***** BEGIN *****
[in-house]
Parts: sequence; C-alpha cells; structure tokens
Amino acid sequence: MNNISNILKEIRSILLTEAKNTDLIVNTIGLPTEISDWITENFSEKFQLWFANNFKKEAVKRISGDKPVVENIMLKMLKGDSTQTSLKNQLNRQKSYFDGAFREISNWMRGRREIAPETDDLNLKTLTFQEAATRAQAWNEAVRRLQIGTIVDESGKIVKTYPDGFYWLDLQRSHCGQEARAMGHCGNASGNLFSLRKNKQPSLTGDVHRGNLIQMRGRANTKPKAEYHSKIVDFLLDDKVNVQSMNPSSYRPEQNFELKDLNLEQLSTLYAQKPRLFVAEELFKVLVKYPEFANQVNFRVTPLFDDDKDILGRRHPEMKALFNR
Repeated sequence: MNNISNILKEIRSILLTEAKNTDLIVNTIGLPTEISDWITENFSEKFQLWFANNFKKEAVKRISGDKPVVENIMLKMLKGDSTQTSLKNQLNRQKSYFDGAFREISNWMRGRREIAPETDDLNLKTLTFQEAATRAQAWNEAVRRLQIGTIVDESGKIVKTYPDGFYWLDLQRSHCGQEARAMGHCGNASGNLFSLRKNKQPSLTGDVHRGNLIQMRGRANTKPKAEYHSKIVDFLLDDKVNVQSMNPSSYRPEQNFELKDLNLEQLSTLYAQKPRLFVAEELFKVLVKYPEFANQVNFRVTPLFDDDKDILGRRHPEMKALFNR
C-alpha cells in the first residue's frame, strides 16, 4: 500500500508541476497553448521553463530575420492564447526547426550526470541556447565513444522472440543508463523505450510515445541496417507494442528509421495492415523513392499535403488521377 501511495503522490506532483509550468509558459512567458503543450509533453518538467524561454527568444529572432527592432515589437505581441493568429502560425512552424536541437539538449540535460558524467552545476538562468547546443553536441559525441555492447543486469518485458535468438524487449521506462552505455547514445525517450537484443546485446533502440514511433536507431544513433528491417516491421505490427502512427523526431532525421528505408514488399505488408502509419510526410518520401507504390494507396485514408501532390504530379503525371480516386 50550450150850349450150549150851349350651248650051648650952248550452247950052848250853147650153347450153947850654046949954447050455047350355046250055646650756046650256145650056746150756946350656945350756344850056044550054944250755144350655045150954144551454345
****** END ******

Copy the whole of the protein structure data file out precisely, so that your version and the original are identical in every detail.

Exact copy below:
[in-house]
Parts: sequence; C-alpha cells; structure tokens
Amino acid sequence: MNNISNILKEIRSILLTEAKNTDLIVNTIGLPTEISDWITENFSEKFQLWFANNFKKEAVKRISGDKPVVENIMLKMLKGDSTQTSLKNQLNRQKSYFDGAFREISNWMRGRREIAPETDDLNLKTLTFQEAATRAQAWNEAVRRLQIGTIVDESGKIVKTYPDGFYWLDLQRSHCGQEARAMGHCGNASGNLFSLRKNKQPSLTGDVHRGNLIQMRGRANTKPKAEYHSKIVDFLLDDKVNVQSMNPSSYRPEQNFELKDLNLEQLSTLYAQKPRLFVAEELFKVLVKYPEFANQVNFRVTPLFDDDKDILGRRHPEMKALFNR
Repeated sequence: MNNISNILKEIRSILLTEAKNTDLIVNTIGLPTEISDWITENFSEKFQLWFANNFKKEAVKRISGDKPVVENIMLKMLKGDSTQTSLKNQLNRQKSYFDGAFREISNWMRGRREIAPETDDLNLKTLTFQEAATRAQAWNEAVRRLQIGTIVDESGKIVKTYPDGFYWLDLQRSHCGQEARAMGHCGNASGNLFSLRKNKQPSLTGDVHRGNLIQMRGRANTKPKAEYHSKIVDFLLDDKVNVQSMNPSSYRPEQNFELKDLNLEQLSTLYAQKPRLFVAEELFKVLVKYPEFANQVNFRVTPLFDDDKDILGRRHPEMKALFNR
C-alpha cells in the first residue's frame, strides 16, 4: 500500500508541476497553448521553463530575420492564447526547426550526470541556447565513444522472440543508463523505450510515445541496417507494442528509421495492415523513392499535403488521377 501511495503522490506532483509550468509558459512567458503543450509533453518538467524561454527568444529572432527592432515589437505581441493568429502560425512552424536541437539538449540535460558524467552545476538562468547546443553536441559525441555492447543486469518485458535468438524487449521506462552505455547514445525517450537484443546485446533502440514511433536507431544513433528491417516491421505490427502512427523526431532525421528505408514488399505488408502509419510526410518520401507504390494507396485514408501532390504530379503525371480516386 50550450150850349450150549150851349350651248650051648650952248550452247950052848250853147650153347450153947850654046949954447050455047350355046250055646650756046650256145650056746150756946350656945350756344850056044550054944250755144350655045150954144551454345